A Ministry of Encouragement

Moses Chung

Born: Incheon, South Korea

Family: wife, Eunae, and children Alvin and Jewel

Education: Calvin College, 1993; Calvin Theological Seminary, M.Div. 1999

Churches Served:
Minister of discipleship, First CRC, Bellflower, Calif., 1999-2003
Associate pastor, New Life Community Church (RCA), Artesia, Calif., 2003-2007
Executive pastor, Sooyoungro Presbyterian Church, Busan Korea, 2007-2011

Passion: “To see God’s Spirit move in all hearts and lives, young and old.”

Moses Chung, director of Christian Reformed Home Missions (CRHM), recalls a day many years ago when a disheveled-looking man walked into the office of his church in California.

The man was obviously upset, so Chung asked him to sit down and simply listened to him vent. When the man finished, he looked at Chung and admitted that he had walked into the church hoping to get some money. But he had realized that what he really wanted was to talk to someone who would listen.

The Power of Listening

Chung, who also served as a pastor at a large church in Korea before being chosen to lead CRHM, says that listening to people and paying attention, trying to discern what they need, has always been an important aspect of his ministry.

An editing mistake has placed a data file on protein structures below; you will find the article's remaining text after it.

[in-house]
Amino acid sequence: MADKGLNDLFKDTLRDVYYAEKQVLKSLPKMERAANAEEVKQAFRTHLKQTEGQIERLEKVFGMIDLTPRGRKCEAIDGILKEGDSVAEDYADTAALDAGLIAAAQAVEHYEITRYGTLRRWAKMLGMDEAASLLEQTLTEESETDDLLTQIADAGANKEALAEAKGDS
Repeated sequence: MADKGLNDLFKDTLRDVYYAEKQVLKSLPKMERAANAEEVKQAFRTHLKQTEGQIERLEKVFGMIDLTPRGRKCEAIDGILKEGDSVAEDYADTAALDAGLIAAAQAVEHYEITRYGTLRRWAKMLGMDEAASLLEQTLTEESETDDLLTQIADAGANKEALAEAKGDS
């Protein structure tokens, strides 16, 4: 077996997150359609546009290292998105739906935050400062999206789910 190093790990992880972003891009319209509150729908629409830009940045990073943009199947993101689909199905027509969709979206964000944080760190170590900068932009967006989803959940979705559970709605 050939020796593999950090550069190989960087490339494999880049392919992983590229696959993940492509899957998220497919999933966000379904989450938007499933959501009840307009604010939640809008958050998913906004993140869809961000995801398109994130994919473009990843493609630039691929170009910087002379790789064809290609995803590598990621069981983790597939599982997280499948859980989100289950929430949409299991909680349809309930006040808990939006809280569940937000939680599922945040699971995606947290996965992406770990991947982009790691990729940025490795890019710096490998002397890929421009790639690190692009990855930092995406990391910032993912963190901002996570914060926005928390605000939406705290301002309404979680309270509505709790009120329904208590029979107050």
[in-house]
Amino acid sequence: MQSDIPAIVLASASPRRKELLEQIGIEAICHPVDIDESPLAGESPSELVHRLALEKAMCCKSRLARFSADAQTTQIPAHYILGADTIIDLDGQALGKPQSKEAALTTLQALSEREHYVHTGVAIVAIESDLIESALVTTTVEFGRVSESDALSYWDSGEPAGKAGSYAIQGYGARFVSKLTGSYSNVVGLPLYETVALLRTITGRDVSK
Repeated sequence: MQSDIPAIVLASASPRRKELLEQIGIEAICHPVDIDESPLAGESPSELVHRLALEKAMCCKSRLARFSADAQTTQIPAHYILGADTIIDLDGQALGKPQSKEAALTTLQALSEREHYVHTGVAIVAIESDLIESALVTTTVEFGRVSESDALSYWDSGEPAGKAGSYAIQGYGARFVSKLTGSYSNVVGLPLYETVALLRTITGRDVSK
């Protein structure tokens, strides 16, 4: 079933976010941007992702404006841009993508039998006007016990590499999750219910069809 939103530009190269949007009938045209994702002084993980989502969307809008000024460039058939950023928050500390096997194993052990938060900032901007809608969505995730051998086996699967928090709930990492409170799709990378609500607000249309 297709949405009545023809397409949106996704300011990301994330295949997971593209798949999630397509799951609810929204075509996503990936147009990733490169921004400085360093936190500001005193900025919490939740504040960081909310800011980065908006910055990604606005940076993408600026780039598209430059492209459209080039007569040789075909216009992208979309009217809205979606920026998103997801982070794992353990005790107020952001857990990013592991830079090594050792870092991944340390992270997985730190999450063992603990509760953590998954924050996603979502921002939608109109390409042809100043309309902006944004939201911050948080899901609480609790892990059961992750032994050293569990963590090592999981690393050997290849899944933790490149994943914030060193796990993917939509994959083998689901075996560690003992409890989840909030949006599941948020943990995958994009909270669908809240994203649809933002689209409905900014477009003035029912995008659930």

“Even though we are all sinners and need the grace of God every day, every human being is a glorious creation of God, and we need to pay attention to them,” he says.

In recent months, Chung has spent a good deal of time visiting with and listening to a wide range of Christian Reformed congregations, CRHM supporters, and others across North America, trying to understand what churches need.

Some of what Chung learned has been disturbing. He had a good idea before he started the visits that some churches were in trouble, he says. But now he understands that many congregations are in crisis as they—like churches in many other North American denominations—struggle to respond to the complex challenges of a globalized world.

Anxiety and Confusion

Chung says that a sizeable portion of CRC congregations and their leaders feel deep anxiety and confusion about the future and are wondering how they will be able to survive in this new time of challenges and change.

Many churches, Chung says, have an aging membership. Meanwhile, young people and young families are leaving or not joining. Sometimes this has resulted in congregations closing their doors.